There’s a bunch of stuff to get out of the way with the drink called the “Highball”.
First off, like with the Martini, there is a modern tendency to use the name “Highball” for a whole class of drinks. In the case of the Highball, people use it as a category name for any drink with spirits and a carbonated mixer served over ice. Gin and Tonics are Highballs, Dark and Stormies are Highballs, Bulldogs are Highballs, Sleepyheads are Highballs, Seven and Sevens are Highballs.
Personally, I tend not to be so inclusive.
Highballs are shortish drinks served over a rock or two of ice and composed of spirits and soda water. Maybe Ginger Ale, but only if you’re a girl.
There’s a letter to the New York Times in the archive attributed to one “Patrick J. Duffy” from October 25, 1927.
To summarize the article, an English actor came in to Mr. Patrick J. Duffy’s bar in the early 1890s and asked for a “Scotch and Soda” and was surprised to discover that Mr. Duffy did not stock Scotch, except in casks and mostly for winter warmers. The actor provided a reference, or source, for Scotch, presumably in bottles, and soon Mr. Duffy was selling nearly nothing but Scotch and Sodas or “Scotch Highballs” as the actor called the new drink.
It doesn’t sound like Duffy invented the drink, as the English actor asked for it, or that he named it, as he also gives the credit to the actor for that.
Here’s the first paragraph of Mr. Duffy’s Letter:
An editorial in THE TIMES says that the Adams House, Boston, claims to have served the first Scotch highball in this country. This claim is unfounded. The honor not only of making the first Scotch highball but of first introducing “case” Scotch whisky into this country belongs to E. J. Ratcliffe, the actor, who came here in the early 90′s from London with Mary Anderson’s company of players and who later was a leading actor in the old Lyceum Stock Company when that theatre was between Twenty-third and Twenty-fourth Streets on Fourth Avenue.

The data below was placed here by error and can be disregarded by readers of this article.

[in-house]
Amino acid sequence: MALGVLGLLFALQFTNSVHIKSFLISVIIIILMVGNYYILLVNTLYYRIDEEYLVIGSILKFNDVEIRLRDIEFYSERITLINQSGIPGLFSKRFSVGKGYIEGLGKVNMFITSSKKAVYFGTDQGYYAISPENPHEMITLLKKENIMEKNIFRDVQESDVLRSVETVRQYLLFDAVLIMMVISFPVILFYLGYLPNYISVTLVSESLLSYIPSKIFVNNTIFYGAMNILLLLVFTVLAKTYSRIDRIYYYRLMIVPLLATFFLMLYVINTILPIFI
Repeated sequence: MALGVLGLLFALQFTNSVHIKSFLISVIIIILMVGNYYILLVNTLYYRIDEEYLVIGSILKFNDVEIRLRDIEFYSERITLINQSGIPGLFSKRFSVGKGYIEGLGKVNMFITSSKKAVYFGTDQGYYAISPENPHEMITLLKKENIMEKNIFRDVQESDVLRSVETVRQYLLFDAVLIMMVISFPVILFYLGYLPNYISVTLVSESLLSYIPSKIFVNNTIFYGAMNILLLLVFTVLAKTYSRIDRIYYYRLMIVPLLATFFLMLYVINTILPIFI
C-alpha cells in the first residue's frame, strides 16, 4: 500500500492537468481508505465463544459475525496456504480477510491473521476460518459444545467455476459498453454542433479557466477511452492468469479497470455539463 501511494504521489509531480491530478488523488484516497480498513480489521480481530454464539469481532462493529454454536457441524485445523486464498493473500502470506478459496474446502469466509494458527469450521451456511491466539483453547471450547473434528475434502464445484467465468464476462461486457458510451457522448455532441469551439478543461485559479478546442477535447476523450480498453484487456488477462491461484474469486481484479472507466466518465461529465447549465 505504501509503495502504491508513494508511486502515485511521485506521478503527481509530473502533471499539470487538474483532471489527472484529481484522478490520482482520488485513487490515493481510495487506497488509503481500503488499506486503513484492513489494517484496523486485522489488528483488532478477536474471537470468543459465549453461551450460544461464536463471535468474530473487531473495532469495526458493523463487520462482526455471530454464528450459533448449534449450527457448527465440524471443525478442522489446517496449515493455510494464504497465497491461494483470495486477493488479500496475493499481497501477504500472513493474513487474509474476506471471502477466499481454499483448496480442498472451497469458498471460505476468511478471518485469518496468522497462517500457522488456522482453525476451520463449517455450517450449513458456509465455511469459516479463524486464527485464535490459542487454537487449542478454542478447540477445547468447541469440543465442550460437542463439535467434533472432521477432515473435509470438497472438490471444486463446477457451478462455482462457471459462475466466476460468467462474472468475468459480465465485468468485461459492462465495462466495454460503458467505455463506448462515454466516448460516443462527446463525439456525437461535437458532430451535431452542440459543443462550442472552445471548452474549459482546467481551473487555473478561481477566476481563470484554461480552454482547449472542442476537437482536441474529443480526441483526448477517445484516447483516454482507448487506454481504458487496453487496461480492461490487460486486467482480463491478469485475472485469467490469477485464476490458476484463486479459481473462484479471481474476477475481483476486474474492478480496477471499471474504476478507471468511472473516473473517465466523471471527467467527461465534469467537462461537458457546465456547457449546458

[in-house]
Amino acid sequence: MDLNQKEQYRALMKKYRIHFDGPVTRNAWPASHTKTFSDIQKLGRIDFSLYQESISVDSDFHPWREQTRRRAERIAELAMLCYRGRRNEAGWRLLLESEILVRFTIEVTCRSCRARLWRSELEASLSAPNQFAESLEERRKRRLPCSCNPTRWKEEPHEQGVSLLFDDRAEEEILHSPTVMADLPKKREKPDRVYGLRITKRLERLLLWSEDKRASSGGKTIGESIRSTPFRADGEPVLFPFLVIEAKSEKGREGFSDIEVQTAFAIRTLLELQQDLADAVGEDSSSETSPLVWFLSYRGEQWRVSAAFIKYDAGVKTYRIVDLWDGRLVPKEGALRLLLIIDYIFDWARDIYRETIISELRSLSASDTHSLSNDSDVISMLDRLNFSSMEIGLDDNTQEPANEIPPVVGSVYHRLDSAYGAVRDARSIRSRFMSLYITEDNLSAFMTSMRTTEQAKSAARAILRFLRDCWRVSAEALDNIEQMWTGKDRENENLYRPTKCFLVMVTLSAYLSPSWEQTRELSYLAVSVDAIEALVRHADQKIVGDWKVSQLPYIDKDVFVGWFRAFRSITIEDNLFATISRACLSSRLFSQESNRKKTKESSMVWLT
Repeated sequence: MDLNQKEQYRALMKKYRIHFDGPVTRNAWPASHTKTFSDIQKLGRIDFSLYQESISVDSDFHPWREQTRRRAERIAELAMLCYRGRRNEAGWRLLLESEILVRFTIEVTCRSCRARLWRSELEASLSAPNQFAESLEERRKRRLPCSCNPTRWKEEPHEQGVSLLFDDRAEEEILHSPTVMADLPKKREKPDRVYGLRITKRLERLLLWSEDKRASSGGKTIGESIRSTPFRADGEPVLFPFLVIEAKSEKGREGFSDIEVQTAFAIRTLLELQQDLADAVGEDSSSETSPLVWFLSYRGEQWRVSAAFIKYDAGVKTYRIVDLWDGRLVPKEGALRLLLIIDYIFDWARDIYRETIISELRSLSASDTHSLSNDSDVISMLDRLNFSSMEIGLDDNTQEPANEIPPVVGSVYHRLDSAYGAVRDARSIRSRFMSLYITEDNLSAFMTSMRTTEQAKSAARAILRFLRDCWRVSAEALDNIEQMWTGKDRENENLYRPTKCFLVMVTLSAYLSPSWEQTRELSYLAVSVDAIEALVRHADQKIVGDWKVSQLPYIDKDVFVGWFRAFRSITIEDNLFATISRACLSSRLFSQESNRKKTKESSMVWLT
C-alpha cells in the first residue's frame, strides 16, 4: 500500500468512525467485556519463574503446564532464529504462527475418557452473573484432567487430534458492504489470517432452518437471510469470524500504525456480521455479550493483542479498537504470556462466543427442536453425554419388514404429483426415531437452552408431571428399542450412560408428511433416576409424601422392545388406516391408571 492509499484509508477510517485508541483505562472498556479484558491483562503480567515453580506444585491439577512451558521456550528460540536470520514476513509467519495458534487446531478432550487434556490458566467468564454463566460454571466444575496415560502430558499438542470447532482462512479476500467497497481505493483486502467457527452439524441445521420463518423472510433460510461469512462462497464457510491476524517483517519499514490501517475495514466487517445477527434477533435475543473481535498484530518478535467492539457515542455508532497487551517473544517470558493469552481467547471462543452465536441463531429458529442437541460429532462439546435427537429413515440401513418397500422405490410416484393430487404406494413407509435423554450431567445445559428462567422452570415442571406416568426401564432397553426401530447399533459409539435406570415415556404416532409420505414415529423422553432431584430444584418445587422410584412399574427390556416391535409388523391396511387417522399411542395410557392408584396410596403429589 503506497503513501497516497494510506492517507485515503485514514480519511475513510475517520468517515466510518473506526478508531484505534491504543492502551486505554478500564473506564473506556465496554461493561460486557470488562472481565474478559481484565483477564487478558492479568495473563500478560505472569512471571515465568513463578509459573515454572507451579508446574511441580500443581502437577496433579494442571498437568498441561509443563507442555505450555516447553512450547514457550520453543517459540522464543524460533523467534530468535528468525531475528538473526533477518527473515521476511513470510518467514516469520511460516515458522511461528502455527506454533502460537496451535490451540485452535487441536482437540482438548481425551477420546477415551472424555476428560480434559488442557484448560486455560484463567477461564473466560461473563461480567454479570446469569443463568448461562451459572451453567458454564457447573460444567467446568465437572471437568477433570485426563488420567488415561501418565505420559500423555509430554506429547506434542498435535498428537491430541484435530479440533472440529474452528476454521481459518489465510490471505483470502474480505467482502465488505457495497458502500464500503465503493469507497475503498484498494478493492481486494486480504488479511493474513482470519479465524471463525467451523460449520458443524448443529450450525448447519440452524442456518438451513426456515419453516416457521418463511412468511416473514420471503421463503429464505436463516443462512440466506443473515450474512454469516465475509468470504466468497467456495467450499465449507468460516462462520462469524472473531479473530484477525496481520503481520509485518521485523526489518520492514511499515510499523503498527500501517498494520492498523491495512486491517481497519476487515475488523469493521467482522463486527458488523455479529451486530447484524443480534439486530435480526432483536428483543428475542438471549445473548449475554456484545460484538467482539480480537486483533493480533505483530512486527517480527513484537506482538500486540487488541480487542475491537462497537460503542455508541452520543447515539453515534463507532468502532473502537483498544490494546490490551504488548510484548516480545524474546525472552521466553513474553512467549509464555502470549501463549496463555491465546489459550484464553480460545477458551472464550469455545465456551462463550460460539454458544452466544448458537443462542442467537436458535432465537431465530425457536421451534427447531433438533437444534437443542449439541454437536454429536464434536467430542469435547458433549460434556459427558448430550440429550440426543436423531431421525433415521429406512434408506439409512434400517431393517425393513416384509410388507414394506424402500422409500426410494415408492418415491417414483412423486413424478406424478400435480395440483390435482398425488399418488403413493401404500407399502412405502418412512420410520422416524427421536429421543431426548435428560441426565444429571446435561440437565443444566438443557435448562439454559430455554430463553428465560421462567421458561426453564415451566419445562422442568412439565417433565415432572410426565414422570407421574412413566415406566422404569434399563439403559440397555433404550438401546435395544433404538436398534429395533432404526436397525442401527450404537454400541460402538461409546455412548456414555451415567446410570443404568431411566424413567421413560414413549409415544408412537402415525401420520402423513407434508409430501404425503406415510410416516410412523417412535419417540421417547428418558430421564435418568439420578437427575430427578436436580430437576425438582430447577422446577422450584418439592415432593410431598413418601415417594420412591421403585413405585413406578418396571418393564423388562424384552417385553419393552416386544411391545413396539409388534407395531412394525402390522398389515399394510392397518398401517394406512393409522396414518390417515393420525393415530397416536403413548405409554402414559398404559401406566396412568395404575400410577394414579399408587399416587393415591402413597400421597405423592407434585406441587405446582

Use medium size glass.
1 Lump of Ice.
1 Glass of any Spirit, Liqueur or Wine desired. (2 oz Yamazaki 12*)
Fill glass with syphon soda water or split soda. Ginger Ale can be used if preferred. Add twist of lemon peel if desired.
So, as we talked about on the Collins Post, sometimes there is a problem with glassware.
As a cocktail geek, one of the notable things I like to check out in pictures of pre-prohibition bars is the large variety of glassware.
However, after prohibition, or at least by the 1970s, we were down to pretty much these three glasses for Drinks: Collins, Cocktail, and Bucket.
The modern tendency is to use the same tall 12-14 ounce Collins Glass for the Collins family and Highballs. However, Mr. Duffy, the person who allegedly introduced the Highball to American audiences, is very clear: The Highball is served in a 8 ounce glass.
So, two ounces of spirit, a large-ish hand cut cube, and maybe another two ounces of sparkling water in a rather short glass compose a Highball. I am lucky to have recently purchased this glass, as it is exactly 8 ounces.
Sadly, this glass size, which I really happen to like, has pretty much been extinct behind every bar in American since Prohibition.
Though, if you look, you will find lots of these glasses on eBay: shortish, straight sided glasses, often with the name of the bar or logo on the side. Usually, the eBay seller mistakenly calls them “water glasses,” but before prohibition, these were highball glasses.
As the first Highball was, in fact, a Scotch Highball, I figured I should at least make a gesture in that direction. However, as usual, I am being difficult. I decided to use Japanese Whisky, Suntory Yamazaki 12.
Quoting from the Suntory Yamazaki Website:
Both Suntory YAMAZAKI 12- and 18- year old single malts are aged in casks of three different kinds of oaks: American, Spanish and Japanese. This gives Suntory Whisky its unique quality. Each drink has a distinct taste.
YAMAZAKI Single Malt 12-Year Old Whisky
This is a medium-bodied whisky with the aromas of dried fruits and honey. It has a delicate, mellow taste with a lingering, woody, dry finish.
Interestingly, the Highball, or “Whisky-Soda”, is one of the most popular drinks in Japan, or at least one of the most common ways to drink Whisky. People who have been there tell me that Yamaki 12 is a more expensive whisky than anyone in Japan would typically drink in a Highball, they’d probably drink a cheaper blended Whisky, but it does make a fantastic and rediculously easy drinking Highball.
*I’m pretty sure I was sent this bottle of Yamazaki 12 some time ago by a publicity firm promoting the brand. Life doesn’t suck.
This post is one in a series documenting my ongoing effort to make all of the drinks in the Savoy Cocktail Book, starting at the first, Abbey, and ending at the last, the, uh, Sauterne Cup.